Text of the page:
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Grazer avoidance may explain the invasiveness of the red alga Gracilaria vermiculophylla in Scandinavian waters
Nejrup, L.B.; Pedersen, M.F.; Vinzent, J. (2012). Grazer avoidance may explain the invasiveness of the red alga Gracilaria vermiculophylla in Scandinavian waters. Mar. Biol. (Berl.) 159(8): 1703-1712. hdl.handle.net/10.1007/s00227-012-1959-9
In: Marine Biology. Springer: Heidelberg; Berlin. ISSN 0025-3162, more
Peer reviewed article  

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Keyword
    Marine

Authors  Top 
  • Nejrup, L.B.
  • Pedersen, M.F.
  • Vinzent, J.

Abstract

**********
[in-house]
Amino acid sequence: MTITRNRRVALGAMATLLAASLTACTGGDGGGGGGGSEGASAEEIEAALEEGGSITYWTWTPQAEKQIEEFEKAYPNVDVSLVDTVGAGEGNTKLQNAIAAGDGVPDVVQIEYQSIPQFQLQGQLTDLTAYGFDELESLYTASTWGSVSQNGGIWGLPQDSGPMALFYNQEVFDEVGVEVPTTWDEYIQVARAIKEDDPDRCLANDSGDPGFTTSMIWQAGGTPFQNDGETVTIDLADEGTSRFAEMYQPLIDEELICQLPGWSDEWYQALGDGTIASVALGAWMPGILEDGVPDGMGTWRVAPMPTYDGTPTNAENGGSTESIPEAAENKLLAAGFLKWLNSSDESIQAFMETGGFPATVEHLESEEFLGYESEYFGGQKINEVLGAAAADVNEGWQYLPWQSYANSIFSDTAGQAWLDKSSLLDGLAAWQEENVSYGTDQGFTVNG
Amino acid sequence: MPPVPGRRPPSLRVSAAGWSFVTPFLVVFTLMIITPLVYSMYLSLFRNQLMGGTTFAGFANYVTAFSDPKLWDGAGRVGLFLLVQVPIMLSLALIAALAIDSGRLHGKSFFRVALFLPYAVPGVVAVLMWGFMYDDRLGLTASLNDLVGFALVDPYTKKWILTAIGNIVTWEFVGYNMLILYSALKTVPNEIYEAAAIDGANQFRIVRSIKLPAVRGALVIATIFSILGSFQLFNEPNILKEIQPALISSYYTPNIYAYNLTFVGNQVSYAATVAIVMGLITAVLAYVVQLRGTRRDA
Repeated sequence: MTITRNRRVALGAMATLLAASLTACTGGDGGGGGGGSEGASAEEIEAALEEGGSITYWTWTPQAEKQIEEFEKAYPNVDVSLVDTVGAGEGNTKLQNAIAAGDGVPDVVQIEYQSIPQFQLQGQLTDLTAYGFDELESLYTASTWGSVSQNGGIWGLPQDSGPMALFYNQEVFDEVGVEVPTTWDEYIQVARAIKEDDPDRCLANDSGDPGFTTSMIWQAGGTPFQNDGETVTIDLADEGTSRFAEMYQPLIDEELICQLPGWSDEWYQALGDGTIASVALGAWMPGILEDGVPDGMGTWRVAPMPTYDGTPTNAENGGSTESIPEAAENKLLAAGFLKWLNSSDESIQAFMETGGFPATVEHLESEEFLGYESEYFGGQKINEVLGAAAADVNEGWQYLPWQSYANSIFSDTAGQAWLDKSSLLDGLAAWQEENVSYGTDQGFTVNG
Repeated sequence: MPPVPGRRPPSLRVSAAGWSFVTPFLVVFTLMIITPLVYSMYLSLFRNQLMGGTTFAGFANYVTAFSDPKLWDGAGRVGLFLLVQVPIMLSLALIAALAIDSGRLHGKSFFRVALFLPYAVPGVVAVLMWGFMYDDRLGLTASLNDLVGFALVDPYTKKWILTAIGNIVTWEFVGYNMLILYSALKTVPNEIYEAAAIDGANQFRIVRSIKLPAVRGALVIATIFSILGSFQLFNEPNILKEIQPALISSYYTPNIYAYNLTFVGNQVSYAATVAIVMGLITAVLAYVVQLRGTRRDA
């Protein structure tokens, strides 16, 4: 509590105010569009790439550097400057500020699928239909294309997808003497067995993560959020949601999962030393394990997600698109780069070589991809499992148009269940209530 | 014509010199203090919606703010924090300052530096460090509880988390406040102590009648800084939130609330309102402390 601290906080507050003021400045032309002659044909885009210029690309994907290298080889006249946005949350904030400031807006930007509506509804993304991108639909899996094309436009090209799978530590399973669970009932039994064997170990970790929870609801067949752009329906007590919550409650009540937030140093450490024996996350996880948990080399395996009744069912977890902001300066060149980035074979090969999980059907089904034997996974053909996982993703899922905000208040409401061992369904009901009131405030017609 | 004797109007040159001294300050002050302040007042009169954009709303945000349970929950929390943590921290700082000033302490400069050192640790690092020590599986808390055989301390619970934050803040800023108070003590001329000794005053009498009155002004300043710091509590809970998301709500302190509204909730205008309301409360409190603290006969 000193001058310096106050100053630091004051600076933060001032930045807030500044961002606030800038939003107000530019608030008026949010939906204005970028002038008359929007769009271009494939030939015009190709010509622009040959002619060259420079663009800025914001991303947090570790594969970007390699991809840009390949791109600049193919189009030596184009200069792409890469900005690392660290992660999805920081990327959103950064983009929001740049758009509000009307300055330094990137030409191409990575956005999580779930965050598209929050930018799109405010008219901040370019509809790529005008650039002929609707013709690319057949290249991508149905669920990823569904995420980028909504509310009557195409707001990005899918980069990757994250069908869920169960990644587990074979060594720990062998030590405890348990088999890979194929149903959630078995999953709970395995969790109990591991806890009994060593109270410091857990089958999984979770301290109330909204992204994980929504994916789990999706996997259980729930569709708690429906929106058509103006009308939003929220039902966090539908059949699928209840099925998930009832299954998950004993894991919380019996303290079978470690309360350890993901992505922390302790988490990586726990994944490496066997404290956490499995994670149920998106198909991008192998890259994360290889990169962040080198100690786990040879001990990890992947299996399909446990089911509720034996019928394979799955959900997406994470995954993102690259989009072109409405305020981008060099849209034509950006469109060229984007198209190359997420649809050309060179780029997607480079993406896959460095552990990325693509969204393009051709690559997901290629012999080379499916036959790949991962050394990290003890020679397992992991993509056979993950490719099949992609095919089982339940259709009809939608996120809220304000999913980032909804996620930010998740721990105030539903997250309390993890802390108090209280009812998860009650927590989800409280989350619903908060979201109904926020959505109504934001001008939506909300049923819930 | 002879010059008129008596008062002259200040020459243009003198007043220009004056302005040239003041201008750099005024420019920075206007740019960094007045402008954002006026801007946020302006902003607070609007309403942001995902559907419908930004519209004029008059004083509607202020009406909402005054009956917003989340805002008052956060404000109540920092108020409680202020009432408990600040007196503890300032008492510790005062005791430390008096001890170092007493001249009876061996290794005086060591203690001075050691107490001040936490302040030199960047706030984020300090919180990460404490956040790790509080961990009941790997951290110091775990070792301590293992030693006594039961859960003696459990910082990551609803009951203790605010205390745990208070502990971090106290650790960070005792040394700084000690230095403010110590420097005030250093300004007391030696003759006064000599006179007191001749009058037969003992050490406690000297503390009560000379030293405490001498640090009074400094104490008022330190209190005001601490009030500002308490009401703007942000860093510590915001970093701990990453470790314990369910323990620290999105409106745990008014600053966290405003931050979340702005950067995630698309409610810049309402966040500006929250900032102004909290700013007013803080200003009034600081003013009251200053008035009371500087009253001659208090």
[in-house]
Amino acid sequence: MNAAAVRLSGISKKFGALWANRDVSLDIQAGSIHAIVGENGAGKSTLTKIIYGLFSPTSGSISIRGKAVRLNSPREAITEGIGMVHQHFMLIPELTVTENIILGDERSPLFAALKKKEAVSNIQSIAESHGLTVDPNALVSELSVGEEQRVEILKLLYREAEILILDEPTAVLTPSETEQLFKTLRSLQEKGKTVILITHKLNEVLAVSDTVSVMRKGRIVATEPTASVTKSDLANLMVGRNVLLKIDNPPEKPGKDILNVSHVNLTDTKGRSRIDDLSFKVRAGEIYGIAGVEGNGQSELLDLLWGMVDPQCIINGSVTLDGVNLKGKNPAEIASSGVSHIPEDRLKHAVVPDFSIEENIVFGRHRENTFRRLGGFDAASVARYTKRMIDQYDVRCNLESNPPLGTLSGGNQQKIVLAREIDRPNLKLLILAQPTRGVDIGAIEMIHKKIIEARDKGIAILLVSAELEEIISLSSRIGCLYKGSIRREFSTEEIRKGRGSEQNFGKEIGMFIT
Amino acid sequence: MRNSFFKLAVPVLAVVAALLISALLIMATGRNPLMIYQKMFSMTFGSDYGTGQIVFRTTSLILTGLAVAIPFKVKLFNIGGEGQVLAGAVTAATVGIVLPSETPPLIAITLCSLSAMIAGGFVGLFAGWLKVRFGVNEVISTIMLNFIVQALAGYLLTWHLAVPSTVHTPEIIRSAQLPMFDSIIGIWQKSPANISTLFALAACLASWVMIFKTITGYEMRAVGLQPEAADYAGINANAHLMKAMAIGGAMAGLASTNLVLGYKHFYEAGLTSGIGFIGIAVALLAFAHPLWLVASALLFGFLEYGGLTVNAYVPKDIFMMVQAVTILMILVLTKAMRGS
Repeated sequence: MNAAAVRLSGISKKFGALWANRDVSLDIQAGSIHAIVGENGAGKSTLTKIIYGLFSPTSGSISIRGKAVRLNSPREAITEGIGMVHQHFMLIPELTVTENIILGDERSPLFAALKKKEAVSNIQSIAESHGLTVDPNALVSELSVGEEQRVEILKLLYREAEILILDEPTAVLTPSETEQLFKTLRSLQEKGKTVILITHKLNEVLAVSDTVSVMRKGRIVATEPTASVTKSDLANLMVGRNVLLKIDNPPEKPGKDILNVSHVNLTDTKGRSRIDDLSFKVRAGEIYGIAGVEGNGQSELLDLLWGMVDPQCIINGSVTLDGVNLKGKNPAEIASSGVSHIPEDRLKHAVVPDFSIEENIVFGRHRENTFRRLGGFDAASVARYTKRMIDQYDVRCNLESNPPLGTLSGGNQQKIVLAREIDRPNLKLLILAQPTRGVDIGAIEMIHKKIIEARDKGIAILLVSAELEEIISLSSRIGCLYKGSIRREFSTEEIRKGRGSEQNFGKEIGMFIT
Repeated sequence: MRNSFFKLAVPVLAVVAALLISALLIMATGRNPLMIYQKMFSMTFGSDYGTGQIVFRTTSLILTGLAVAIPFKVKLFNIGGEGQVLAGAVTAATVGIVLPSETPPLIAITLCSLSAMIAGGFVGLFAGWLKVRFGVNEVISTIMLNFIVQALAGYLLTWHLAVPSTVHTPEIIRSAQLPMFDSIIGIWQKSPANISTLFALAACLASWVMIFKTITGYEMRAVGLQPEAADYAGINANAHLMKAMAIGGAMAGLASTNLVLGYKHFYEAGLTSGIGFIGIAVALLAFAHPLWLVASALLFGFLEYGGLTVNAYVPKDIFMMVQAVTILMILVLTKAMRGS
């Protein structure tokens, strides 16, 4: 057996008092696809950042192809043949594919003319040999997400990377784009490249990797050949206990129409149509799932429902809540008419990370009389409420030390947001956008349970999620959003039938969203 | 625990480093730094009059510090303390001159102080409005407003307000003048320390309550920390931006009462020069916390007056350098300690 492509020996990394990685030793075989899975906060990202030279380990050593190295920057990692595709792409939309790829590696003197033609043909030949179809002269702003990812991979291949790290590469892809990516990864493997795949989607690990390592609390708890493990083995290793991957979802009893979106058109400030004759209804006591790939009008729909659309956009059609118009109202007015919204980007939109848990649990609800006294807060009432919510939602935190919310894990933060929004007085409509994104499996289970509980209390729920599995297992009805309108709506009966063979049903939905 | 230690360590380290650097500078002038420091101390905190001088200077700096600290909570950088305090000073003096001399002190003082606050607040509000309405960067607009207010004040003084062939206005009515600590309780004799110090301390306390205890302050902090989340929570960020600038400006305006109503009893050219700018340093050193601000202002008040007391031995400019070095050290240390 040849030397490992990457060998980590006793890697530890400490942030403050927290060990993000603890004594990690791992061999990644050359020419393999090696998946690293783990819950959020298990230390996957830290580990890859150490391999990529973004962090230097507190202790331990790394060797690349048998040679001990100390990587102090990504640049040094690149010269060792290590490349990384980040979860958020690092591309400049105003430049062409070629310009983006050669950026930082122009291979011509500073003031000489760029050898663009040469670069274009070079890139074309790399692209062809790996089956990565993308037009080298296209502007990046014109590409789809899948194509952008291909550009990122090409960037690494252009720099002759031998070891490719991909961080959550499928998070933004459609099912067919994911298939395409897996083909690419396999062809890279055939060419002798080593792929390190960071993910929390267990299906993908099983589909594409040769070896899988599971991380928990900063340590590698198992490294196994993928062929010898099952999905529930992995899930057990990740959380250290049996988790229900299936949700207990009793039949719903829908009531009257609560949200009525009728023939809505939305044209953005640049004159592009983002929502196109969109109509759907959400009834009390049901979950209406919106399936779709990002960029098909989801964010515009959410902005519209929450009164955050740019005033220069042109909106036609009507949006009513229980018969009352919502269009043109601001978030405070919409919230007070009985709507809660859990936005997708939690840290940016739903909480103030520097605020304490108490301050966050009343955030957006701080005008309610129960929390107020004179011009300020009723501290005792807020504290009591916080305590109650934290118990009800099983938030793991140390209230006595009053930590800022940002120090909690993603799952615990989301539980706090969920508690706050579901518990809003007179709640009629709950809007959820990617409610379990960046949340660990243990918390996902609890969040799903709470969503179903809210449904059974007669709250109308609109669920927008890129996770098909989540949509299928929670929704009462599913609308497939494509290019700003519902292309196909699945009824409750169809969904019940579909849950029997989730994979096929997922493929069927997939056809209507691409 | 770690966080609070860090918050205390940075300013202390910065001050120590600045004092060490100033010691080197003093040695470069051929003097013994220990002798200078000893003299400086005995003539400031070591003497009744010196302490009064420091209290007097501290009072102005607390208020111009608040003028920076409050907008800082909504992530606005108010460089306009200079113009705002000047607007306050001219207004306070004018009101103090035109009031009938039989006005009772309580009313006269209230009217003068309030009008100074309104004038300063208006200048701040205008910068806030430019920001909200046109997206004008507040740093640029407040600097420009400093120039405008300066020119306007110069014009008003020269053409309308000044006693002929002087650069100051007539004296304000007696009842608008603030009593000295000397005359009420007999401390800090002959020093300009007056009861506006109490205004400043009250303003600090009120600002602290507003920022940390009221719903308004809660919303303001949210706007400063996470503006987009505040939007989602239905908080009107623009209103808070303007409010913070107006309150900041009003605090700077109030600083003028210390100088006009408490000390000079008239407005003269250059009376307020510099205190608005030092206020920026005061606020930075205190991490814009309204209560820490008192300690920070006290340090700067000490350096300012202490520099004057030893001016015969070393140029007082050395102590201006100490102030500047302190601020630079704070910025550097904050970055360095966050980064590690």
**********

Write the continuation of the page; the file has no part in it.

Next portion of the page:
The invasive red alga Gracilaria vermiculophylla has quickly spread across Europe, but it is unclear whether its success is based on a high tolerance to variations in environmental conditions or to the absence of native grazers that feed on this alga. We tested whether native invertebrate grazers prefer native algae to G. vermiculophylla. Feeding preferences of three common herbivores were quantified when offered G. vermiculophylla and native Fucus vesiculosus, Ceramium virgatum, and Ulva intestinalis in no-, two- and multiple-choice trials. Herbivore growth was measured when fed each of the algae separately. Grazers consumed G. vermiculophylla in no-choice trials, but avoided generally this alga when having a choice. U. intestinalis was always preferred over G. vermiculophylla, and grazers fed with U. intestinalis grew faster than those fed with G. vermiculophylla. We conclude that grazers avoid G. vermiculophylla to most native algae, which may benefit G. vermiculophylla in northern European estuaries.

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